As I understand it, your bonding system is tied into your large zinc plate and this should protect your boat, including your bronze hull valves.
All your zincs will deteriorate faster than expected.
This is why I encourage you to discuss it with a qualified electrician.
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Old 10-16-2020, 12:32 PM   #7
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I am having a professional look at it. You are still missing the point though and maybe you don't understand what I am getting at. There are 2 schools of thought. One says thru-hulls should be bonded, another says it's better if they are not. That was covered in the article I posted from West Marine recommending against bonding and that was why I started this post to get some feedback and opinions from others.
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Old 10-16-2020, 01:11 PM   #8
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There are many schools of thought... Totally un-bonded (rare) all the way to bond everything.

You didn't say if you were in fresh water or salt, or amount of time spent at the dock.
If you spend a while at the dock, with shore power connected, either you or someone nearby could have an electrical leakage causing wasting of your zincs and putting all nearby boats at risk.

As others have said "Get a pro" or a VOM and a silver half cell probe and find out how much electrical potential your boat has. Walk around the boat and see if it varies. Chances are, it's going to be worse near your stern, since you've reported zinc depletion there.

Disconnect the shore power and do the same walk around the boat checking values. If the potential is different, your boat has electrical current leakage. If not, probably other boats nearby have a problem. Get a long ground wire and test along the dock for the highest potential from the water to the dock pedestial and chances are, you've foud the culprit.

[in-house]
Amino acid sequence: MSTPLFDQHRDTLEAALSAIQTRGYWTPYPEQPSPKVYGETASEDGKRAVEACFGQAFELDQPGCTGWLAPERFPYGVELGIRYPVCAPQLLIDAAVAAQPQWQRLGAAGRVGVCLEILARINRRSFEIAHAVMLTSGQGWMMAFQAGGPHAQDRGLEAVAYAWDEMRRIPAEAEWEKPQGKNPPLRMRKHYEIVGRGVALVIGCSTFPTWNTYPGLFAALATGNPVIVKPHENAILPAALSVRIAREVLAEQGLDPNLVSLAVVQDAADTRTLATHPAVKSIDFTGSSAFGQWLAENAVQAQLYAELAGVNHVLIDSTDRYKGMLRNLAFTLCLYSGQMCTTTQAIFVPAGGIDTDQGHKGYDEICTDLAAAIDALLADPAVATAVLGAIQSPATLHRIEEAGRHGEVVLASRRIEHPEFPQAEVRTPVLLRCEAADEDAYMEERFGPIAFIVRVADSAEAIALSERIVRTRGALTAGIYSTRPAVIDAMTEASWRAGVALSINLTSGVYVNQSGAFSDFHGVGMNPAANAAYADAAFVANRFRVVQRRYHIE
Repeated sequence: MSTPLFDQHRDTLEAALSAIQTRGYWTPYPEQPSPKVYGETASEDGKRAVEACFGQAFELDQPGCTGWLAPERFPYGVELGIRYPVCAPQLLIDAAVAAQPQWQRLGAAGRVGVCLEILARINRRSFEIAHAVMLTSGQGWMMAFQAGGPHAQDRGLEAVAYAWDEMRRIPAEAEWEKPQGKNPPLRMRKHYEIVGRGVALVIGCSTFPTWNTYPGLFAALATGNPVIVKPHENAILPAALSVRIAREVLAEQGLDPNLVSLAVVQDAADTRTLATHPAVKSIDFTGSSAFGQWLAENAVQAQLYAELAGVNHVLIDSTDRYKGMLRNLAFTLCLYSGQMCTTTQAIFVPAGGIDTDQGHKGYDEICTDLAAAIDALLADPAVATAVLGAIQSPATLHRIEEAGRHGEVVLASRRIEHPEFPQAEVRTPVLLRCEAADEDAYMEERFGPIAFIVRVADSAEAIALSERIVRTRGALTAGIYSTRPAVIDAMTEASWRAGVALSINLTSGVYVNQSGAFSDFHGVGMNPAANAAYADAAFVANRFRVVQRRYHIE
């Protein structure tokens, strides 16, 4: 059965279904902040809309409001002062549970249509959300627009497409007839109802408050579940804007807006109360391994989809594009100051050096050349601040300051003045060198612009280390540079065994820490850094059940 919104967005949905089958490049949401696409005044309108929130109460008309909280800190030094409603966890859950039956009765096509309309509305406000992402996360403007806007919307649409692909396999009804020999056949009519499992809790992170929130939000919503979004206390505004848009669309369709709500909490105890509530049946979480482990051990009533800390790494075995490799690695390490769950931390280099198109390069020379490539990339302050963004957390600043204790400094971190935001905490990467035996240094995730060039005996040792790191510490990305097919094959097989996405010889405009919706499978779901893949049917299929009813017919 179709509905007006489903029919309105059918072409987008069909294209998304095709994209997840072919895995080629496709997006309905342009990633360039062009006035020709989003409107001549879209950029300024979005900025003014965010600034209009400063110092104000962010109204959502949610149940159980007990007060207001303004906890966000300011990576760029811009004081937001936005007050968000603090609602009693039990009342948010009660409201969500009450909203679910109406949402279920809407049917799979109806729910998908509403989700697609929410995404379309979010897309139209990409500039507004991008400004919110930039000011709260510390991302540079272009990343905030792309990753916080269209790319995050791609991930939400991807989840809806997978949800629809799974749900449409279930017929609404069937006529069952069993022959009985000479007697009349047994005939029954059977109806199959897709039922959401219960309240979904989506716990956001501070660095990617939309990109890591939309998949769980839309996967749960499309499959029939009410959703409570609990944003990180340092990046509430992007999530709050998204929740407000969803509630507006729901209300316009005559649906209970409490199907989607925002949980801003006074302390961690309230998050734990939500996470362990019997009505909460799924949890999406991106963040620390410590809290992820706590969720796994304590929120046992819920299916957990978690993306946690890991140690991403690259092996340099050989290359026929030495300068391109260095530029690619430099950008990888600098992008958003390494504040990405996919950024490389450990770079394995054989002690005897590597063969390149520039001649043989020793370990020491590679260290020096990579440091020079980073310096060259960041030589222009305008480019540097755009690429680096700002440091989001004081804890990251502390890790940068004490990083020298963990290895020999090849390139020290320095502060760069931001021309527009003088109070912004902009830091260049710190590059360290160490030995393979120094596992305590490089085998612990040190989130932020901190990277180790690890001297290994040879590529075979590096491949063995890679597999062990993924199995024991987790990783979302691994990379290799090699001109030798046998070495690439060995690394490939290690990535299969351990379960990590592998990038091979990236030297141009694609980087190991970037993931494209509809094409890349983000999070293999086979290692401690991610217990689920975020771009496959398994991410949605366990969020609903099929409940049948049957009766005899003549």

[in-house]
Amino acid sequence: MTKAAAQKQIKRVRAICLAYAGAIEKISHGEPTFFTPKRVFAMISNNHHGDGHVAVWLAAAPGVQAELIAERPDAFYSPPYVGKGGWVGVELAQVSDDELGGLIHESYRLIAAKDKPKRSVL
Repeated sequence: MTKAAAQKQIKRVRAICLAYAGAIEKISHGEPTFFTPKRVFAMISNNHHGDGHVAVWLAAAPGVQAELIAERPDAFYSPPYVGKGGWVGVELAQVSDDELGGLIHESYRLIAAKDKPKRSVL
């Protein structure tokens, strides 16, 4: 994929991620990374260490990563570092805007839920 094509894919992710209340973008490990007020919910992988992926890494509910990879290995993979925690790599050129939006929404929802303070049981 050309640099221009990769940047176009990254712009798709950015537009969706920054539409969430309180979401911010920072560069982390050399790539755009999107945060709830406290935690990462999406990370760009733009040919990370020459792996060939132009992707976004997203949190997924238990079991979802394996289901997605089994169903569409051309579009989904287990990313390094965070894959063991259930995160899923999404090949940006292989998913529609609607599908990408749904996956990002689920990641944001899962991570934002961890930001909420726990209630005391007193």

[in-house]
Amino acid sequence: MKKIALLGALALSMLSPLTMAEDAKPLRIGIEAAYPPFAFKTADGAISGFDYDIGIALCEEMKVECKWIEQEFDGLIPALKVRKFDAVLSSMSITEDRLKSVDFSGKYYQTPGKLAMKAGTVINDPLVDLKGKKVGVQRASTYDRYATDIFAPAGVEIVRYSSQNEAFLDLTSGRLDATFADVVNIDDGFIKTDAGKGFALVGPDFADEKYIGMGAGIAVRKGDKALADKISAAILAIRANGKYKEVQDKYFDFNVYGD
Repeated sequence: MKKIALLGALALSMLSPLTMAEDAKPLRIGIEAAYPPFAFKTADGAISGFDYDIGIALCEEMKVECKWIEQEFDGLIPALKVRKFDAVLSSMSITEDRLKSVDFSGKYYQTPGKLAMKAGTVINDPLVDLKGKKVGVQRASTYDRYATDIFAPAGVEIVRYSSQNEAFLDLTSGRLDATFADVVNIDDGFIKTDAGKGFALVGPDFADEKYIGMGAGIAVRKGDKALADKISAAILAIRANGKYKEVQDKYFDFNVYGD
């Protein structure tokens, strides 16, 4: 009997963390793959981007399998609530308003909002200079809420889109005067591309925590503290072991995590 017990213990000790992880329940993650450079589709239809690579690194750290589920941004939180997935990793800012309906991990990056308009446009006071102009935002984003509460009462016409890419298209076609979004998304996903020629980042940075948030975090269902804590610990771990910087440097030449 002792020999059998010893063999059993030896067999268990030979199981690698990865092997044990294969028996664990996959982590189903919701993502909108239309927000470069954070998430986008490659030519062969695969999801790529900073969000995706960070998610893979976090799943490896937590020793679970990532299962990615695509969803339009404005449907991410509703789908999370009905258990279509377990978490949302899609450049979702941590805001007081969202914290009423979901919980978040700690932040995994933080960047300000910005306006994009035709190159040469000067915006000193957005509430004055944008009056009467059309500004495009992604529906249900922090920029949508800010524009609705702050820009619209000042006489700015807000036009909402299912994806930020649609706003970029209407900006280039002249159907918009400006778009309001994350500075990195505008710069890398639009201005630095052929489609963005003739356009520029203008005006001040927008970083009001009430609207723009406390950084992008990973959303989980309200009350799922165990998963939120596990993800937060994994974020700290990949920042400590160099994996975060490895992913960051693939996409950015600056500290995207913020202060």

But, this is electricity we're talking about, and unless you've got some history or training, get a pro who does. Some boats have after-market inverters that have a house bond tying neutral to ground and that can cause leakage.

Also, if you have accelerated zinc wasting, check the edges of your prop[s] since the sharp edges will be wasting next, or already. That's a common sign of leakage, when you see a boat with a chewed up feather edge of the prop.
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Old 10-16-2020, 01:28 PM   #9
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There are 2 schools of thought on this subject. I know quite a bit about electrical work on boats but am certainly not an expert on this subject. So I listen to experts like Steve D. He recommends bonding I believe. In the US bonding is the norm, in Europe I think that not bonding is the norm. As said by others get a certified marine electrician to check your boat. Whether to bond or not is up to you. Personally I bond. Last winter I refurbished the port side of my bonding when I had the port engine out. This winter I will refurbish the starboard side of the bonding system after we pull the starboard engine.
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Old 10-16-2020, 01:43 PM   #10
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Galvanic isolator?
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Old 10-16-2020, 03:06 PM   #11
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The PO did a 15 year resto on my 1979 49ft MT RPH. All bonding was removed. Zincs on shafts, rudders and struts lasted about a year. No big deal. Everything else looked good. I went ahead and replaced them all with Aluminum anodes, added a Divers Dream plate and bonded these parts together. I did not bond them to my engine/trans, batteries, electrical system or other thru-hulls. (there is a 50 ohm difference between my transmission and shaft, taking the trans/engine out of the equation).



I am in brackish water on the Potomac. My Silver-Silver Chloride testing anode shows I have about -0.9VDC of protection. Dead center where I want it. Similar readings with all other thru-hulls show 0.0. A bronze or stainless thru hull sitting by itself with a rubber hose connected does not add to the equation in the slightest. If anything, bonding that and adding it into your system could (I said "could") promote more stray current to enter your ground plane.